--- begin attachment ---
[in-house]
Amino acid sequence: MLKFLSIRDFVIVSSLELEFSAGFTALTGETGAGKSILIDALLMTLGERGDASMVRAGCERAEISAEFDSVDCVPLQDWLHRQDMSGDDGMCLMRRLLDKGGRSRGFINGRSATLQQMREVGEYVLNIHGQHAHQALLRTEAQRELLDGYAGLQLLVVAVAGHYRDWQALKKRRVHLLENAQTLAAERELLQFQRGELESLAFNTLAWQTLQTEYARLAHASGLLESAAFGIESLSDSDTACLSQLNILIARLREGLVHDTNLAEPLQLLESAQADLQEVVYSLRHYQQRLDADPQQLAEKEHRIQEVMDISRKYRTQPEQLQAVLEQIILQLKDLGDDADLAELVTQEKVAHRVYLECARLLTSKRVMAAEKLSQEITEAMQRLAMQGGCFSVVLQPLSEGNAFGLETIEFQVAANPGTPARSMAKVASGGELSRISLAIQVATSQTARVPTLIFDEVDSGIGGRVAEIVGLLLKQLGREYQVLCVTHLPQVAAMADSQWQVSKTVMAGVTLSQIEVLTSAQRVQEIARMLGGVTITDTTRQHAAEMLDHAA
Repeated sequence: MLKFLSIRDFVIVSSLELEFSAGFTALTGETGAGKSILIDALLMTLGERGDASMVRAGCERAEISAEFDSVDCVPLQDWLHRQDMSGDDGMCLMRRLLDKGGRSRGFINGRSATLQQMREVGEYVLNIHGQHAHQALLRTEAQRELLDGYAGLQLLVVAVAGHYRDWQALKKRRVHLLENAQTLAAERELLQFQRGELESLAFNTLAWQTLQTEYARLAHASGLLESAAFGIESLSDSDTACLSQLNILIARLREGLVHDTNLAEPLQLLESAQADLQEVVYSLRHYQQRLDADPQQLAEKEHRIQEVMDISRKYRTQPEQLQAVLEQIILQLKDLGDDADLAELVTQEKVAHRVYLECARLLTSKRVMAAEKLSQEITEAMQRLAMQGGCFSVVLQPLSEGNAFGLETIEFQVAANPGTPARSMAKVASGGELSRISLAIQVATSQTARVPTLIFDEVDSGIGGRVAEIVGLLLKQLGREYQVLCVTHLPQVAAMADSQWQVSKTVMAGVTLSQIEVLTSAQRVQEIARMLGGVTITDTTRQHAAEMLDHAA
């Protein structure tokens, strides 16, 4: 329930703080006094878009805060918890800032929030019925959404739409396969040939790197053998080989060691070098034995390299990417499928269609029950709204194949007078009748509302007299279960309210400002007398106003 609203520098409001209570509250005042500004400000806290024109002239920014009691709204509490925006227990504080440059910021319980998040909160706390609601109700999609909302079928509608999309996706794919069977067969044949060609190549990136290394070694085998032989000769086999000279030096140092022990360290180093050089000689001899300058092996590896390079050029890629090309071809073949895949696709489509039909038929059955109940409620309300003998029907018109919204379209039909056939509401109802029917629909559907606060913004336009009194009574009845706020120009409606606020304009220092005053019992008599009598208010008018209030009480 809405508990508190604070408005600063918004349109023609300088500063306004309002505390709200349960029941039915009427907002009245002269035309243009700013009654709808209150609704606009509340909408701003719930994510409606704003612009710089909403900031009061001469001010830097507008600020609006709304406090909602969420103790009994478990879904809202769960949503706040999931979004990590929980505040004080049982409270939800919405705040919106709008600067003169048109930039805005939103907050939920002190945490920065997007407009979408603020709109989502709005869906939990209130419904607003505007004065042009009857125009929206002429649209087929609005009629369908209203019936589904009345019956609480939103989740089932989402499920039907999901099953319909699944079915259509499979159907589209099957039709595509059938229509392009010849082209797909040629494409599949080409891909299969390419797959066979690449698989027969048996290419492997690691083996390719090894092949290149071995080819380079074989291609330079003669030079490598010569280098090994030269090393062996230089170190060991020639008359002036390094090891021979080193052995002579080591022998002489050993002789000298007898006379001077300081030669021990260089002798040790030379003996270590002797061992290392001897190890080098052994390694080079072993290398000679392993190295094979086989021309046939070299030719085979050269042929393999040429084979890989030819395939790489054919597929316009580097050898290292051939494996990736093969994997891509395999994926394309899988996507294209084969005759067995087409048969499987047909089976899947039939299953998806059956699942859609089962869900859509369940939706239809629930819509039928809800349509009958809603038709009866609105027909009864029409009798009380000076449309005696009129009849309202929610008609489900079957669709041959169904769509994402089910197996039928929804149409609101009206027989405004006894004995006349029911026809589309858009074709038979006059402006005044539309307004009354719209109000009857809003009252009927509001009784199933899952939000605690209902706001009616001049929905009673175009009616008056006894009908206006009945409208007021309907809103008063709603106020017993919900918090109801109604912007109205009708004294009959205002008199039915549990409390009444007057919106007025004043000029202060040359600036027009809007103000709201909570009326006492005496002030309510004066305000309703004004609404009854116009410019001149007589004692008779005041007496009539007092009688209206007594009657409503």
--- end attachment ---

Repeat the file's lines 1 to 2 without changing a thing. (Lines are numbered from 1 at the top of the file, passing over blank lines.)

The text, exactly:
[in-house]
Amino acid sequence: MLKFLSIRDFVIVSSLELEFSAGFTALTGETGAGKSILIDALLMTLGERGDASMVRAGCERAEISAEFDSVDCVPLQDWLHRQDMSGDDGMCLMRRLLDKGGRSRGFINGRSATLQQMREVGEYVLNIHGQHAHQALLRTEAQRELLDGYAGLQLLVVAVAGHYRDWQALKKRRVHLLENAQTLAAERELLQFQRGELESLAFNTLAWQTLQTEYARLAHASGLLESAAFGIESLSDSDTACLSQLNILIARLREGLVHDTNLAEPLQLLESAQADLQEVVYSLRHYQQRLDADPQQLAEKEHRIQEVMDISRKYRTQPEQLQAVLEQIILQLKDLGDDADLAELVTQEKVAHRVYLECARLLTSKRVMAAEKLSQEITEAMQRLAMQGGCFSVVLQPLSEGNAFGLETIEFQVAANPGTPARSMAKVASGGELSRISLAIQVATSQTARVPTLIFDEVDSGIGGRVAEIVGLLLKQLGREYQVLCVTHLPQVAAMADSQWQVSKTVMAGVTLSQIEVLTSAQRVQEIARMLGGVTITDTTRQHAAEMLDHAA